| The Trust Company of New Jersey
building at Journal Square
looking north from Bergen Avenue.
Photo: A. Selvaggio 2002
Postcard of The
Trust Company New JerseyView looking west at Bergen Avenue and Sip Avenue
For many years, the bold red
letters spelling out the name of THE TRUST COMPANY OF NEW JERSEY identified
the location of the bank's flagship building at 35 Journal Square. The
neon signs, mounted on scaffolding high atop the eleven story structure,
at the time
the highest lighting of the sky in Hudson County, could
be seen from two different directions far into the distance. The bank's
logo of a heart was added later, representing its slogan that it was the
with Heart since 1896."
The original banking
institution that occupied the Trust Building was founded by
General William Heppenheimer. In the spring of 1896, he and three
associates organized the People's Safe Deposit and Trust Company of Jersey
City at the corner of Hutton Street and Central Avenue. Its success led
to the banking firm known as "The Trust Company of New Jersey"
started in Hoboken and then in Jersey City by 1899.
Heppenheimer was also involved with the commercial development of Journal Square in the 1920s, and it is here that a new corporate headquarters for the bank was constructed. At the time, Its location promised investors access to commercial enterprises from nearby New York City as well other towns in the vicinity, all within reach from the trolley, bus and jitney lines, the Hudson and Manhattan Railroad Tube trains, and a branch of the Pennsylvania Railroad.
The bank building was designed by Col. J. Hollis Wells of Clinton & Russell Architects in New York City and was dedicated in 1927. The eleven-story, graceful Italian Renaissance-style office building represented the goal of prosperity for the Journal Square business district. The steel frame fire-proof structure was the highest building in Jersey City when completed. Constructed by the Hegeman-Harris Company, between 1898 and 1921, the exterior facade of limestone and brick was the work of the Benedict Stone Company
In 1922, Architecture and Building magazine describes the bank's interior design with its Doric columns, bronze teller cages, chandeliers and a mahogany
decor: "The banking room, with an area of 5,000 square feet, has a height of 18 feet and its floor is a half story above the street. From the entrance vestibule, a broad flight of stairs leads to the banking room floor, where the central area and one side are occupied by the banking enclosures and the other avenue frontage by railed off office space for the bank officials. Marble [A.R. Zicha Marble Company] is used for floors and counter bases and the screens are bronze framed. From the paneled ceiling numerous ornamental pendant fixtures of the semi-direct type add to the decorative effect and give a diffused illumination. The trust department, safe deposit and vaults [Remington and Sherman Company] are in the basement which, being a half story above street level, has the advantage of more natural illumination than is the case where similar equipment is so located."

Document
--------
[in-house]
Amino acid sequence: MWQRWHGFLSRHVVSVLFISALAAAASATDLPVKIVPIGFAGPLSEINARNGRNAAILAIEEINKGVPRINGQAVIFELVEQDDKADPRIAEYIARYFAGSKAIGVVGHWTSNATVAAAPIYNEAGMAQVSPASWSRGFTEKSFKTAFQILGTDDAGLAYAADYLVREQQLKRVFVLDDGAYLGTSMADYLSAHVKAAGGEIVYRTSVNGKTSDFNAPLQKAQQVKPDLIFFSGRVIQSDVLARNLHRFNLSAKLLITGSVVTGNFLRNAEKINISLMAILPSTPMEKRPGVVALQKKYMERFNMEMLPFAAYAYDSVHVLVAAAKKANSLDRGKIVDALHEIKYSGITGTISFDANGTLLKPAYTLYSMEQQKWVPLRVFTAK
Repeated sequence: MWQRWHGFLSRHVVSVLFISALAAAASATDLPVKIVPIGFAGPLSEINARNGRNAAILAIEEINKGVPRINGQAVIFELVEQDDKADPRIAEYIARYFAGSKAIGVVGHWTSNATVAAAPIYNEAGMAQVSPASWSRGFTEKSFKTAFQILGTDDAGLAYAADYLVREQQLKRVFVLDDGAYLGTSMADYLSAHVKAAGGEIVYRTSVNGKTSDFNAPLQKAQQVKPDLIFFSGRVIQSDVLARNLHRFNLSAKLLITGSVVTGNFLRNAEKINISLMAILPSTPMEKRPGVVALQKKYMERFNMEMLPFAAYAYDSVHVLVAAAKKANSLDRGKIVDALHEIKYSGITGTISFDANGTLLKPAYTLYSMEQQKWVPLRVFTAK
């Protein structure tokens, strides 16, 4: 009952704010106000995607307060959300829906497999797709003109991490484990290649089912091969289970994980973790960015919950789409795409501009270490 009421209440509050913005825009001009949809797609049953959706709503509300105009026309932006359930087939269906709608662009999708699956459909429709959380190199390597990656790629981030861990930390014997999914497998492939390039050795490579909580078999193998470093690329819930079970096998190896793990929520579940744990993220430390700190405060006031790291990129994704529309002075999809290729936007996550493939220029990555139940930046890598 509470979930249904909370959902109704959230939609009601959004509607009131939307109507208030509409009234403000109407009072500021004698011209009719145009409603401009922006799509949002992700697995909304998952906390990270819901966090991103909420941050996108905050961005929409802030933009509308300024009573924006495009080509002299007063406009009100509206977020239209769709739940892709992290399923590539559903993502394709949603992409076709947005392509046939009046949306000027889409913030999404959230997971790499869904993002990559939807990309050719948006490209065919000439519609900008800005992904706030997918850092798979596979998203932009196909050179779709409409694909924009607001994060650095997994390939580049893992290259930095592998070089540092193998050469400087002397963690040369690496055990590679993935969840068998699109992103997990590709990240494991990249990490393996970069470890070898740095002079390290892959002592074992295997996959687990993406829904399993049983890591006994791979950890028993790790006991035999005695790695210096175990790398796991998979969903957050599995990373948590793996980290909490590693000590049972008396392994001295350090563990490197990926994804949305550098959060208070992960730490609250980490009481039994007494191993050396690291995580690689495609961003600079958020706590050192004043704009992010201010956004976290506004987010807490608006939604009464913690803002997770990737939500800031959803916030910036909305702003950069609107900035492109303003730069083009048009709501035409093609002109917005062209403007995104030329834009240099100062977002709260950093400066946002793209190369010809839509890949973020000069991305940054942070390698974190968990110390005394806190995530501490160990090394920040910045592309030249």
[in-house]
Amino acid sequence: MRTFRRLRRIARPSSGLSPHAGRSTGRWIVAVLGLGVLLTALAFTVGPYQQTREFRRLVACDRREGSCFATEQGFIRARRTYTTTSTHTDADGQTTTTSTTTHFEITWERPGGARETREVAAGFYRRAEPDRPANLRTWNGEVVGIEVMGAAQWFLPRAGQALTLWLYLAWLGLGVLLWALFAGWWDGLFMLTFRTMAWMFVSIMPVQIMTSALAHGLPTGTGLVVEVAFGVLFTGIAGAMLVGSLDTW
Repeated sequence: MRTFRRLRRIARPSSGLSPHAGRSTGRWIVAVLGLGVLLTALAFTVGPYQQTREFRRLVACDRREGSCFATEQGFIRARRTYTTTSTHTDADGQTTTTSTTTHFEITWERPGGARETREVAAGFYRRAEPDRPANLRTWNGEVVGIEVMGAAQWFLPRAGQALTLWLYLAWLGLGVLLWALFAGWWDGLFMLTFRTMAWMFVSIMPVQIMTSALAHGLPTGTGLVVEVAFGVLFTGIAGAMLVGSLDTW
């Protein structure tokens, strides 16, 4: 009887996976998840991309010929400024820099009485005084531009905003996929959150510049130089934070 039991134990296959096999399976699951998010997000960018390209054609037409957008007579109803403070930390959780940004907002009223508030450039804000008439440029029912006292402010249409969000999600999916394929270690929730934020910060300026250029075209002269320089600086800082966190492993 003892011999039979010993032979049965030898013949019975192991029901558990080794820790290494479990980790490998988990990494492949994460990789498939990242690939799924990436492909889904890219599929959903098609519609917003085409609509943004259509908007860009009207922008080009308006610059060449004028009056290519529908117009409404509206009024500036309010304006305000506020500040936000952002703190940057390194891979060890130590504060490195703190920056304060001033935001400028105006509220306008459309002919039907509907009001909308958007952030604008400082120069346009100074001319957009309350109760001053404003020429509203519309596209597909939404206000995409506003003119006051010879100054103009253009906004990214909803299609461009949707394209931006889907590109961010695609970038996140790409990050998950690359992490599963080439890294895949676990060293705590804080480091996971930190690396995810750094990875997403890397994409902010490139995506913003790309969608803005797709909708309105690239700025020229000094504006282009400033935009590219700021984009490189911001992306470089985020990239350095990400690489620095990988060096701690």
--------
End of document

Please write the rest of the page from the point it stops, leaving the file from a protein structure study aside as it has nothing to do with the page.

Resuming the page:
In 1969, Siggi B. Wilzig, a Holocaust survivor, became a director of the bank. Having made his fortune in the Wilshire Oil Company of Texas, Wilzig invested in the Trust Company and became its chairman and president in 1971. He retired as president and chief executive in 2002 but remained as its chairman until his death in 2003. He is memorialized as a benefactor of the Wilzig Hospital at the new Jersey City Medical Center that opened in May 2004.
From 2001, the bank was known as the Trustcompany Bank and its stock was publicly traded on the NASDAQ. It expanded to have 75 branches in nine counties in New Jersey, including eight branches in Jersey City.
Jersey City branches of the Trust Company were: The original People's Safe Deposit Branch at Central Avenue and Bowers Streets; the Bergen and Lafayette Branch at the corner of Monticello Avenue and Brinkerhoff Streets, a fine example of Beaux-Arts construction that opened in 1902; and the Greenville branch at the corner of Ocean and Lembeck Avenues that opened in 1927.
The Jersey City Trust Company branch at Five Corners (Jersey and Newark Avenues on Maxwell Street) was built in 1929. It is a modern variation of Italian Renaissance design, constructed of steel frame, enclosed with bricks and stone; the floor and roof are of concrete construction. The bank facility occupies the first floor, which is reached by marble stairs from the entrance; stairs also descend to the safe deposit vaults and rooms. The entrance and interior of the bank is in antique green marble. The bank floor has a forty foot ceiling. The three story structure was renovated in 1986 by Frank Devlin Associates as a joint venture of Liberty Savings Federal Credit Union and the law firm of Lepis, Lepis and Curley.
In May 2004, the Trust Company and its seventy-five branches were acquired by North Fork Bancorp of Long Island, NY, in a $726 million stock merger. In 2008 the building was purchased by New York real estate developers Sackman Enterprises with Capital One occupying the banking facility in the building.
| By: Carmela Karnoutsos
Project Administrator: Patrick Shalhoub